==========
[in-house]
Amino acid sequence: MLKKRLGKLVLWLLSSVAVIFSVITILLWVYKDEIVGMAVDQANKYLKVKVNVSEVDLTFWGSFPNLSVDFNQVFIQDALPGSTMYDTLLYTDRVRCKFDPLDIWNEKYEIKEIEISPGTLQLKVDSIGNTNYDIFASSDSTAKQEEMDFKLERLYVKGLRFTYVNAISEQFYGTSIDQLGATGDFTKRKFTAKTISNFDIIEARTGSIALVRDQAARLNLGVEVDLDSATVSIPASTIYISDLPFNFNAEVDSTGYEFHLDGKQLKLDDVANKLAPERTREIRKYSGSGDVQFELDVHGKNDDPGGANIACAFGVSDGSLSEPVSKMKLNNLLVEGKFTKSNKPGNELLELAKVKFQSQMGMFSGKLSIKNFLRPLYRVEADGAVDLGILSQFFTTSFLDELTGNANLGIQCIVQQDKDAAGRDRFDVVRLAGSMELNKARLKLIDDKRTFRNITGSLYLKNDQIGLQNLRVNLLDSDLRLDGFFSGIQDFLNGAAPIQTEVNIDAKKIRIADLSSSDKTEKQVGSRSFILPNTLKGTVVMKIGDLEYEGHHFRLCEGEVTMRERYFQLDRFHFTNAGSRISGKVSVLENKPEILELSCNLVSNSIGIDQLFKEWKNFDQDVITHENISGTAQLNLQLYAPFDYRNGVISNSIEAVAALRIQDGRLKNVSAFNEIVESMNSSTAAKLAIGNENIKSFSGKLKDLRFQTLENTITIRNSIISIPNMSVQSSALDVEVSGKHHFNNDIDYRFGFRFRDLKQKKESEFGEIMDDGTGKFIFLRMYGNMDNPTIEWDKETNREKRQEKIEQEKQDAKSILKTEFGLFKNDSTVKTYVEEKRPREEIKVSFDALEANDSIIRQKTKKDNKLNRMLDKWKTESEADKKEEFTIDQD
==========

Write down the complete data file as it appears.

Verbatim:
[in-house]
Amino acid sequence: MLKKRLGKLVLWLLSSVAVIFSVITILLWVYKDEIVGMAVDQANKYLKVKVNVSEVDLTFWGSFPNLSVDFNQVFIQDALPGSTMYDTLLYTDRVRCKFDPLDIWNEKYEIKEIEISPGTLQLKVDSIGNTNYDIFASSDSTAKQEEMDFKLERLYVKGLRFTYVNAISEQFYGTSIDQLGATGDFTKRKFTAKTISNFDIIEARTGSIALVRDQAARLNLGVEVDLDSATVSIPASTIYISDLPFNFNAEVDSTGYEFHLDGKQLKLDDVANKLAPERTREIRKYSGSGDVQFELDVHGKNDDPGGANIACAFGVSDGSLSEPVSKMKLNNLLVEGKFTKSNKPGNELLELAKVKFQSQMGMFSGKLSIKNFLRPLYRVEADGAVDLGILSQFFTTSFLDELTGNANLGIQCIVQQDKDAAGRDRFDVVRLAGSMELNKARLKLIDDKRTFRNITGSLYLKNDQIGLQNLRVNLLDSDLRLDGFFSGIQDFLNGAAPIQTEVNIDAKKIRIADLSSSDKTEKQVGSRSFILPNTLKGTVVMKIGDLEYEGHHFRLCEGEVTMRERYFQLDRFHFTNAGSRISGKVSVLENKPEILELSCNLVSNSIGIDQLFKEWKNFDQDVITHENISGTAQLNLQLYAPFDYRNGVISNSIEAVAALRIQDGRLKNVSAFNEIVESMNSSTAAKLAIGNENIKSFSGKLKDLRFQTLENTITIRNSIISIPNMSVQSSALDVEVSGKHHFNNDIDYRFGFRFRDLKQKKESEFGEIMDDGTGKFIFLRMYGNMDNPTIEWDKETNREKRQEKIEQEKQDAKSILKTEFGLFKNDSTVKTYVEEKRPREEIKVSFDALEANDSIIRQKTKKDNKLNRMLDKWKTESEADKKEEFTIDQD